Marie: And nothing else as you're moving through the coaching conversation and perhaps it splinters out for the client into other things. And then you will hear a masterful coach checking in again and potentially re-contracting midway through the session, redefining the goal, really getting clear again. So, I notice this is you're saying this, so you're talking about that. I noticed this is coming up. Are we still on track with what you want? Or is there a different topic that's arisen now that we need to look at? And then you really come track if the client changes their mind, it's about saying, OK, so now what is it you want to get out of the remaining time that we've got together? And that could even be 10 minutes towards the end of the session that a new agenda arises that you recontract for. So again, you will hear the masterful coach always checking in, always listening for something new that's arisen for the coach that may be deemed to be re-contracted for.

Jeanine: Yes, beautiful. And even if that coaching session doesn't bring about perhaps a splintering, even if you're if you check in at some point and ask the client, are we on track with your goal? Then again, you're supporting both of you. Both of you to ensure that you are on track or perhaps discover maybe off track, knowing that there's no wrong or right here, there's always learning. And of course, at the end of the session, checking in with your client. Did you get what you wanted? Did you get that awareness or did you understand what it is that we originally determined as the goal? You might not use those words, but something along those lines.

Marie: Absolutely. And notice coaches, if you want something for the client, your client, if you want them to move forward, if you want them to take any kind of actions that may be influencing the type of questions you're asking and the kind of trajectory that the coaching conversation goes on. And again, we bring in our agenda, even something as: I want this for the client and that influences and that can take the client down a path that actually they don't want to go on. So, it's checking in with yourself in the moment. If you notice that happening, maybe re-contracting with yourself as a coach to say, OK, let me take a breath. I'm leading this. So sometimes it's also really powerful to be transparent and say, you know, client, I'm noticing I really want this for you. What's happening for you in this? Because you're in a relationship, so you're influencing potentially the system if you don't check and recontract with yourself about the work you're doing.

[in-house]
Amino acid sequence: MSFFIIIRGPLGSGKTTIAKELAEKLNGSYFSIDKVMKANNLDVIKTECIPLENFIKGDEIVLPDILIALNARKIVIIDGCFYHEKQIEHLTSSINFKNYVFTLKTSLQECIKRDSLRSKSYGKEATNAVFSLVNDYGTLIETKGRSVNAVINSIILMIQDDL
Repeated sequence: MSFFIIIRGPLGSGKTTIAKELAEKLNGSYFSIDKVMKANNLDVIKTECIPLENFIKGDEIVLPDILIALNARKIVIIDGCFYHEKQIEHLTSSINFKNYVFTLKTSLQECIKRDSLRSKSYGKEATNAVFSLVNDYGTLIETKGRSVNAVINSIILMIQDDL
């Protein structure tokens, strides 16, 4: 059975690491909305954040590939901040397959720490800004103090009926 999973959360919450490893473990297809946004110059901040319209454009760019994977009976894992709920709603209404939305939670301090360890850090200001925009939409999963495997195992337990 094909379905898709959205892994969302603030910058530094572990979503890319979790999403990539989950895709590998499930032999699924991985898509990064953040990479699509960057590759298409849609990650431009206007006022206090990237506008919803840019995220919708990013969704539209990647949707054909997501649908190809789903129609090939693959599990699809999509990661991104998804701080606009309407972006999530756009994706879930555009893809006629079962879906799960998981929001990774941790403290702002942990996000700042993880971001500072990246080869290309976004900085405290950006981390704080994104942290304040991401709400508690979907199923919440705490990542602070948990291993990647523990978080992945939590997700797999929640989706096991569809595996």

Jeanine: Yes, absolutely. So, it is being aware of the contract that you have with your client and the contract that you have with yourself to support your client, to, again, trust that they're naturally creative, resourceful and whole.

Marie: Yes, it's like an art, this is the art of the science part, isn't it? There are so many parts at play in this conversation. And the more you practice being mindful, trusting the client, trusting yourself and trusting the process, as long as using, as well as using your skills to keep things on track and ensure that the clients on track, then you're going to have a beautiful, powerful conversation.

Jeanine: Absolutely, sir. So, coaches, we trust that you've got value from this podcast. We've enjoyed recording this while I have anyway. And so, we look forward to hearing your feedback and we trust that will hopefully come across with you again in the future.

Marie: Thank you for listening. If you've enjoyed this podcast, please share with anybody. You know, it's our mission to share our knowledge and experience with as many coaches as we can around the world. Have a wonderful day, morning, afternoon, evening, wherever you are in the world. We'll see you soon. Thank you.